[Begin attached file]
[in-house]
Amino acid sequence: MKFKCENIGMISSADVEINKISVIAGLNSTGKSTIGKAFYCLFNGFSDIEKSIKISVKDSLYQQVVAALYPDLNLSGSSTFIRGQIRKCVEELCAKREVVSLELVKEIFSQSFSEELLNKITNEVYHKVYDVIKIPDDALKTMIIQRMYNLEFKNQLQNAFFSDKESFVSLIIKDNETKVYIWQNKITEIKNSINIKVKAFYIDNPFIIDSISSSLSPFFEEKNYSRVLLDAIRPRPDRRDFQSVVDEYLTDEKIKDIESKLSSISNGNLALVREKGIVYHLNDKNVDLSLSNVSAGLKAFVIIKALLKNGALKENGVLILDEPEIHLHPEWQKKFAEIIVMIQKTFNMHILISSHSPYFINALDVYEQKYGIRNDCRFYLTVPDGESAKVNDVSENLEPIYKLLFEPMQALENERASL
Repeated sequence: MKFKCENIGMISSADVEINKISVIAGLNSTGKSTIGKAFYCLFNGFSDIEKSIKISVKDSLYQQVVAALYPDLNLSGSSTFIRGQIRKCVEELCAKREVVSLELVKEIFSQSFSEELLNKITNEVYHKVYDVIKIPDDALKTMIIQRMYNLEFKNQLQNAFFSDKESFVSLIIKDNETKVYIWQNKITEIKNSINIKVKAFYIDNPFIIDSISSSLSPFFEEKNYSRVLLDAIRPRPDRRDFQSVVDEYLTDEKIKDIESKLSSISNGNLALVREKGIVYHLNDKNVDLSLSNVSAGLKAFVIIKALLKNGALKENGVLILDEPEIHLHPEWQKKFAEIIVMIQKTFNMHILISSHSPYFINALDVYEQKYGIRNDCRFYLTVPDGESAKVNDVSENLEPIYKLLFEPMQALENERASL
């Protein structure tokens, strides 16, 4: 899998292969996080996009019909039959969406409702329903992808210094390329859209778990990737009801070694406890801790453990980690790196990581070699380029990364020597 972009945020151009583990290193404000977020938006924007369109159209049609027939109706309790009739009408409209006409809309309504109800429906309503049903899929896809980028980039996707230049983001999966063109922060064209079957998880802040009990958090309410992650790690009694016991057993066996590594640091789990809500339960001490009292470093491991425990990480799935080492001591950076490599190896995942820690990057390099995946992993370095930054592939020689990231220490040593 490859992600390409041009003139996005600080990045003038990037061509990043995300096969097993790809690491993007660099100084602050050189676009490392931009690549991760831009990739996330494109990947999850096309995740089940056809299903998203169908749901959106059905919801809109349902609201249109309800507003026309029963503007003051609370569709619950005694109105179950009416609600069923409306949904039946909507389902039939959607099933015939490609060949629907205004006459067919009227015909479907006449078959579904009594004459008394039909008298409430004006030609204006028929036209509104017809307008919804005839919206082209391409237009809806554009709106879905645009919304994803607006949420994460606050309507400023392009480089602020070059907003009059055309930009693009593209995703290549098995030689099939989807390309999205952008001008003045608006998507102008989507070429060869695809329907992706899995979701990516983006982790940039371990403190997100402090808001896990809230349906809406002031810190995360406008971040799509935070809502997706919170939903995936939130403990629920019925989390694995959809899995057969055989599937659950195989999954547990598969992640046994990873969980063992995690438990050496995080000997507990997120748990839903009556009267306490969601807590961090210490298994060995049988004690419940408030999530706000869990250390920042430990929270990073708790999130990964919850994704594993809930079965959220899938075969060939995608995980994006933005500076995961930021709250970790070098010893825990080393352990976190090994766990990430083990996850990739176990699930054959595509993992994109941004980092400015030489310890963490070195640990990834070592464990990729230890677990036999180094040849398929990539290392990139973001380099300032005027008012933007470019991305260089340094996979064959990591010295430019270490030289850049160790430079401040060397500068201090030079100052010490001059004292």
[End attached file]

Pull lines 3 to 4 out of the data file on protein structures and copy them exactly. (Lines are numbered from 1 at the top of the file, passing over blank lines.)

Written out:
Repeated sequence: MKFKCENIGMISSADVEINKISVIAGLNSTGKSTIGKAFYCLFNGFSDIEKSIKISVKDSLYQQVVAALYPDLNLSGSSTFIRGQIRKCVEELCAKREVVSLELVKEIFSQSFSEELLNKITNEVYHKVYDVIKIPDDALKTMIIQRMYNLEFKNQLQNAFFSDKESFVSLIIKDNETKVYIWQNKITEIKNSINIKVKAFYIDNPFIIDSISSSLSPFFEEKNYSRVLLDAIRPRPDRRDFQSVVDEYLTDEKIKDIESKLSSISNGNLALVREKGIVYHLNDKNVDLSLSNVSAGLKAFVIIKALLKNGALKENGVLILDEPEIHLHPEWQKKFAEIIVMIQKTFNMHILISSHSPYFINALDVYEQKYGIRNDCRFYLTVPDGESAKVNDVSENLEPIYKLLFEPMQALENERASL
């Protein structure tokens, strides 16, 4: 899998292969996080996009019909039959969406409702329903992808210094390329859209778990990737009801070694406890801790453990980690790196990581070699380029990364020597 972009945020151009583990290193404000977020938006924007369109159209049609027939109706309790009739009408409209006409809309309504109800429906309503049903899929896809980028980039996707230049983001999966063109922060064209079957998880802040009990958090309410992650790690009694016991057993066996590594640091789990809500339960001490009292470093491991425990990480799935080492001591950076490599190896995942820690990057390099995946992993370095930054592939020689990231220490040593 490859992600390409041009003139996005600080990045003038990037061509990043995300096969097993790809690491993007660099100084602050050189676009490392931009690549991760831009990739996330494109990947999850096309995740089940056809299903998203169908749901959106059905919801809109349902609201249109309800507003026309029963503007003051609370569709619950005694109105179950009416609600069923409306949904039946909507389902039939959607099933015939490609060949629907205004006459067919009227015909479907006449078959579904009594004459008394039909008298409430004006030609204006028929036209509104017809307008919804005839919206082209391409237009809806554009709106879905645009919304994803607006949420994460606050309507400023392009480089602020070059907003009059055309930009693009593209995703290549098995030689099939989807390309999205952008001008003045608006998507102008989507070429060869695809329907992706899995979701990516983006982790940039371990403190997100402090808001896990809230349906809406002031810190995360406008971040799509935070809502997706919170939903995936939130403990629920019925989390694995959809899995057969055989599937659950195989999954547990598969992640046994990873969980063992995690438990050496995080000997507990997120748990839903009556009267306490969601807590961090210490298994060995049988004690419940408030999530706000869990250390920042430990929270990073708790999130990964919850994704594993809930079965959220899938075969060939995608995980994006933005500076995961930021709250970790070098010893825990080393352990976190090994766990990430083990996850990739176990699930054959595509993992994109941004980092400015030489310890963490070195640990990834070592464990990729230890677990036999180094040849398929990539290392990139973001380099300032005027008012933007470019991305260089340094996979064959990591010295430019270490030289850049160790430079401040060397500068201090030079100052010490001059004292």